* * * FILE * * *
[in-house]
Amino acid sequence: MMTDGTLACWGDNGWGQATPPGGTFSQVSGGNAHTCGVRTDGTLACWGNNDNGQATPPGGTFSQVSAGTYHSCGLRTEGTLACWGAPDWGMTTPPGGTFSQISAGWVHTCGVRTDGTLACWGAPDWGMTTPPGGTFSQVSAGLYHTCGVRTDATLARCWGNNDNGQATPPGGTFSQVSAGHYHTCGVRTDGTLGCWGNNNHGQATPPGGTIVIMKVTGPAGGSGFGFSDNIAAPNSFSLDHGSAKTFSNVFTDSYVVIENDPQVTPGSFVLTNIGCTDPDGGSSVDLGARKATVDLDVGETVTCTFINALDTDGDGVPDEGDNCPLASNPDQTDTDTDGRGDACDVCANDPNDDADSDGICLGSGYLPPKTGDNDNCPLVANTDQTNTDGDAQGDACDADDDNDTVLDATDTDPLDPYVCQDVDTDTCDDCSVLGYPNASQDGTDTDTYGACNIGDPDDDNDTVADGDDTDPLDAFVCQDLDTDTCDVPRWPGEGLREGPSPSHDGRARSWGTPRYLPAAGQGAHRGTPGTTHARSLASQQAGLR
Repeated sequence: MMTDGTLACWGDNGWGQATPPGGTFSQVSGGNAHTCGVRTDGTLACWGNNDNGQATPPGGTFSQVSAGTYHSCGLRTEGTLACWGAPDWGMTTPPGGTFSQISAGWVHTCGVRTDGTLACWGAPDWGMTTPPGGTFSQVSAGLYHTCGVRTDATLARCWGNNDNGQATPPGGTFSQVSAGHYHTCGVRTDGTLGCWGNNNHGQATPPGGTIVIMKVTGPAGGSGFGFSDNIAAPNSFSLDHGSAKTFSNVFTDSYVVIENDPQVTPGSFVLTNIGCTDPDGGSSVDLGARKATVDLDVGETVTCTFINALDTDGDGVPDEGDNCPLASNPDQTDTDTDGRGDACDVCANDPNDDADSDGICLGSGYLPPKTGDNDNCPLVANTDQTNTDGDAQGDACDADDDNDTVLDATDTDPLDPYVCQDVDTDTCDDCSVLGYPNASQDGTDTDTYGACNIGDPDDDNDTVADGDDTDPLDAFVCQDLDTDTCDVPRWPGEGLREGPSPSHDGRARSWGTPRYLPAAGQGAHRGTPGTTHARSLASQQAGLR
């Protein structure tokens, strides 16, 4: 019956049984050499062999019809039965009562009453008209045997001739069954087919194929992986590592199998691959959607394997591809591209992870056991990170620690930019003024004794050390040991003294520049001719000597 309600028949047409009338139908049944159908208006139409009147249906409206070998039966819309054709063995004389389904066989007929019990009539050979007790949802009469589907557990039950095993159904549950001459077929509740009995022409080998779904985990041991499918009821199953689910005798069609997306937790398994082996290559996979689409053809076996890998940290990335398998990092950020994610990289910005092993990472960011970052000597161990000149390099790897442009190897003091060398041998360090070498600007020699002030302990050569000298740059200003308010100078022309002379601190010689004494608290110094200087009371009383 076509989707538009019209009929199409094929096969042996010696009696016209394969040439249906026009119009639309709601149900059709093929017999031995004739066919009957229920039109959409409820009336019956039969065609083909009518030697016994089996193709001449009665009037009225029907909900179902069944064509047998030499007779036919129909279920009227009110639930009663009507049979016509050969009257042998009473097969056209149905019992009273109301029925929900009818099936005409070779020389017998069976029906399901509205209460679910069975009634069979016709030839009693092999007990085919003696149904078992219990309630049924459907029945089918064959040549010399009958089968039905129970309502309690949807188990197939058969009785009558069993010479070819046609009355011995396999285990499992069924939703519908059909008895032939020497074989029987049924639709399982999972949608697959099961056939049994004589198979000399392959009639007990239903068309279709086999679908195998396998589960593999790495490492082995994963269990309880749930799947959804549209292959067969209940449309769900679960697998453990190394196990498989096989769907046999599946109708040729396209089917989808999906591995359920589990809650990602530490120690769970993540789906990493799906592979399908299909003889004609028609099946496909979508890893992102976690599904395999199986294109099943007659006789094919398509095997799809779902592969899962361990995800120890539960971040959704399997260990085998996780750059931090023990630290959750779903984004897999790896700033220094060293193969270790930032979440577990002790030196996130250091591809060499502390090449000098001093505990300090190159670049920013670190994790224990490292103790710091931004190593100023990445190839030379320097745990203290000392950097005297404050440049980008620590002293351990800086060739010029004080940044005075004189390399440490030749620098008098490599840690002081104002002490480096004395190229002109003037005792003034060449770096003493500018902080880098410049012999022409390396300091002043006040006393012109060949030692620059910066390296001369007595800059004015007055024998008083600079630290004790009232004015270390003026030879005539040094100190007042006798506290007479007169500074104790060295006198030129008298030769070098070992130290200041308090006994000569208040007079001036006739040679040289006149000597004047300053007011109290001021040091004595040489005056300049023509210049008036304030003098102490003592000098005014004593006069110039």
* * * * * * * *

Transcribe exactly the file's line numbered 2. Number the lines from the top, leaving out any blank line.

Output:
Amino acid sequence: MMTDGTLACWGDNGWGQATPPGGTFSQVSGGNAHTCGVRTDGTLACWGNNDNGQATPPGGTFSQVSAGTYHSCGLRTEGTLACWGAPDWGMTTPPGGTFSQISAGWVHTCGVRTDGTLACWGAPDWGMTTPPGGTFSQVSAGLYHTCGVRTDATLARCWGNNDNGQATPPGGTFSQVSAGHYHTCGVRTDGTLGCWGNNNHGQATPPGGTIVIMKVTGPAGGSGFGFSDNIAAPNSFSLDHGSAKTFSNVFTDSYVVIENDPQVTPGSFVLTNIGCTDPDGGSSVDLGARKATVDLDVGETVTCTFINALDTDGDGVPDEGDNCPLASNPDQTDTDTDGRGDACDVCANDPNDDADSDGICLGSGYLPPKTGDNDNCPLVANTDQTNTDGDAQGDACDADDDNDTVLDATDTDPLDPYVCQDVDTDTCDDCSVLGYPNASQDGTDTDTYGACNIGDPDDDNDTVADGDDTDPLDAFVCQDLDTDTCDVPRWPGEGLREGPSPSHDGRARSWGTPRYLPAAGQGAHRGTPGTTHARSLASQQAGLR